“This is to safeguard people in matters of wealth,” Amatayakul says. Many people have sought his advice on cryptocurrency, he says. One of his former students, now studying in Cairo, even got into a dispute with his roommate because they were driving up the electricity bill by running energy-intensive software that “mines” or creates new crypto coins.
There is no central authority in Islam who can make a final ruling on crypto. Scholars write books, give lectures and gather together at universities or religious conferences to hash out new issues. Many Muslim-majority countries have sharia councils, made up of respected religious leaders, who issue fatwas and give explanations for their decisions. Though not binding, the councils can influence government policy, and religious Muslims often look to them for guidance.
Though cryptocurrencies have been around for years, they have soared in value recently. The value of cryptocurrencies taken together tripled from $770 billion at the beginning of 2021 to a high of $2.9 trillion in November, according to CoinMarketCap. A crash in January wiped out nearly half of that, but the prices for popular crypto coins are still exponentially higher than they were just a couple of years ago. A single bitcoin bought in 2013 for $30 or $40 is worth around $40,000 today.
According to a November report from Pew Research, one in six Americans have invested in or transacted with cryptocurrencies, although there are few practical uses for them beyond speculation and investment at the moment. A handful of companies, including Microsoft and Whole Foods, do accept cryptocurrency as payment, but usage is extremely limited.
Crypto is so different from other financial products because transactions are recorded using technology known as blockchain software that runs on many different computers around the world. Instead of a bank or government being the arbiter of who owns what, the blockchain allows transactions to be recorded without a central authority.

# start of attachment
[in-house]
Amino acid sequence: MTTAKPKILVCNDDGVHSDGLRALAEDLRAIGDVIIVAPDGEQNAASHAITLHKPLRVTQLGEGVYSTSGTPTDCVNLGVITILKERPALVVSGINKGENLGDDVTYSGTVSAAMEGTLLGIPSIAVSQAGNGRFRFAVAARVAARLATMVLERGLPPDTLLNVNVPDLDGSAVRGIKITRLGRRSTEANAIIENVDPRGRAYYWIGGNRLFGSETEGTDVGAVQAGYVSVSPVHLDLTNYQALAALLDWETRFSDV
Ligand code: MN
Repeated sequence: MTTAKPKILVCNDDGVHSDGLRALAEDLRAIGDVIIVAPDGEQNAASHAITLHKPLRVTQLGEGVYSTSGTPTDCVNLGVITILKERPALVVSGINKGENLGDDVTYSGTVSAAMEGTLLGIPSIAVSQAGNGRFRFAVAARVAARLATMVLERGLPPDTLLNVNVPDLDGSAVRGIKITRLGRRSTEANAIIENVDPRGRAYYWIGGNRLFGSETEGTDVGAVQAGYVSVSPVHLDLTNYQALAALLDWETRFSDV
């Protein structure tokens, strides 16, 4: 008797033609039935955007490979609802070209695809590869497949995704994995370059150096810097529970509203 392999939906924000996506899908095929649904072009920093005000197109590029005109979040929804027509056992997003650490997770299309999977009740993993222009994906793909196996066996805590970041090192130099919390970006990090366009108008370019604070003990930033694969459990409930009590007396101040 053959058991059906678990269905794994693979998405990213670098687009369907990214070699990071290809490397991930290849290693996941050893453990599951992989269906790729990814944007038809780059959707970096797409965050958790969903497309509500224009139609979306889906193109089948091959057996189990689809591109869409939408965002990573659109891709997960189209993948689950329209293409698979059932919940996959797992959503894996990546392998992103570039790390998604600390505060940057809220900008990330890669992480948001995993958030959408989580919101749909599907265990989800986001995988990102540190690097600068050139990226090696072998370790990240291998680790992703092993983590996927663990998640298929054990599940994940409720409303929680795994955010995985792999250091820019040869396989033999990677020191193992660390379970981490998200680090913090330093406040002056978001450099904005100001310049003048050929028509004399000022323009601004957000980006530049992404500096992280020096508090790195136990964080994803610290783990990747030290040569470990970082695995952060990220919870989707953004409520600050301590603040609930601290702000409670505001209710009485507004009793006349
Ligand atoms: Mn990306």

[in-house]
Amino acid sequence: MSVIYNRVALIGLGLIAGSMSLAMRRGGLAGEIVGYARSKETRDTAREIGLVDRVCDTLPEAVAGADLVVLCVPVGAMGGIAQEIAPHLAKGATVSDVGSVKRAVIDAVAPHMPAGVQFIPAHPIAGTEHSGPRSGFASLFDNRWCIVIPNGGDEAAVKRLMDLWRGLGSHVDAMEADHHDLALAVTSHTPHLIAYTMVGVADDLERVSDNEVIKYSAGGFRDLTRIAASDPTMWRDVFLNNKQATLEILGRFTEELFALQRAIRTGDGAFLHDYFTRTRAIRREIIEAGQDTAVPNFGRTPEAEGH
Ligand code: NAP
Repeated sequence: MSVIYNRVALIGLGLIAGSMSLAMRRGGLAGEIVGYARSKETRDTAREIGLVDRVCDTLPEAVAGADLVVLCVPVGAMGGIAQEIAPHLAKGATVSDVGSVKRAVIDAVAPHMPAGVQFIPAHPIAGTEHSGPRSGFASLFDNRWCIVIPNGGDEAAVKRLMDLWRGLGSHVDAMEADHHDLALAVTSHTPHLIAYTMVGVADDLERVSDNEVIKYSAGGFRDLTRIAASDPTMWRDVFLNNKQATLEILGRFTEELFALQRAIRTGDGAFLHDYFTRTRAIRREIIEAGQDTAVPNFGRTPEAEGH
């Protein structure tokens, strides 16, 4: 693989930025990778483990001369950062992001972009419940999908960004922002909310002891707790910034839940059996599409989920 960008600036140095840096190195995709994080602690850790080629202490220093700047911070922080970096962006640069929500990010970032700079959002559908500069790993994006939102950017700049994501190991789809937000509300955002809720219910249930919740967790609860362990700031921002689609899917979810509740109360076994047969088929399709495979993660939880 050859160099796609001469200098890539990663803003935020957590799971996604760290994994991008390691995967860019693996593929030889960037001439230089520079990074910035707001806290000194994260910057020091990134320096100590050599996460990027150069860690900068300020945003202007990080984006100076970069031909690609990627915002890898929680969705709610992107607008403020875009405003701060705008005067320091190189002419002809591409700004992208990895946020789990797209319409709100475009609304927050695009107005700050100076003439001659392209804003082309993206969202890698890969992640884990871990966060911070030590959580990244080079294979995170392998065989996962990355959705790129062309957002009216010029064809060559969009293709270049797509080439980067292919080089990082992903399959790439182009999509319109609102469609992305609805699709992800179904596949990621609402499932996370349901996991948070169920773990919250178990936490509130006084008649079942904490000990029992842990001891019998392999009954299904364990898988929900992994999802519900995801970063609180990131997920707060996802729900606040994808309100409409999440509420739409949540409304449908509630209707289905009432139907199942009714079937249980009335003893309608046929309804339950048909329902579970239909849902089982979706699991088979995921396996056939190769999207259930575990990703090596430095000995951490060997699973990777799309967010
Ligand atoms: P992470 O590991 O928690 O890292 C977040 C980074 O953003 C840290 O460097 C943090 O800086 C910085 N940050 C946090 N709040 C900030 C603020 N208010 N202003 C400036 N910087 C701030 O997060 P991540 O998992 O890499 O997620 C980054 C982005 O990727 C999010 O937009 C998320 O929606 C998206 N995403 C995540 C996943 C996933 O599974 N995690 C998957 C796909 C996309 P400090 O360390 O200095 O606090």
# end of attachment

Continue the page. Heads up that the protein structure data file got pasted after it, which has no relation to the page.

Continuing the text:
Islamic finance has adapted to changes in the past. Traditionally, investments and currencies had to be backed by physical assets such as gold, Amatayakul says. But when fiat currencies such as the U.S. dollar, which are not backed by gold, became more popular over the course of the 20th century, scholars studied and eventually incorporated them into Islamic finance. Today, fiat currencies are allowed because they are issued and guaranteed by a recognizable authority, in this case the U.S. government, Amatayakul says.
“But for cryptocurrencies, they are all unknowns. Who issues it?” Amatayakul says. The crypto world is littered with scams known as “rug pulls,” whereby a proponent of a new currency will collect real dollars from investors and then disappear.
Tucker concedes that crypto is still full of questionable investments, and that a lot of the interest in it, from Muslims and others alike, is driven by the potential of making money by speculating on it. Many people ask him whether particular cryptocurrencies are sharia-compliant, he says.
Recently, someone asked him if a coin called WifeDoge was compliant with Islamic law. Dogecoin, a cryptocurrency that started as a joke about the Internet meme featuring a Shina Ibu dog known as “doge,” shot up in value last year when Tesla chief executive Elon Musk began tweeting about it. But Tucker says he had never heard of WifeDoge. Perplexed, he looked it up.
“Lo and behold, there is a coin called WifeDoge,” he says. “It has a whole website, it has a picture of doge and the female version of doge in a wedding gown,” he says. “I said, ‘What are you doing?!’ ”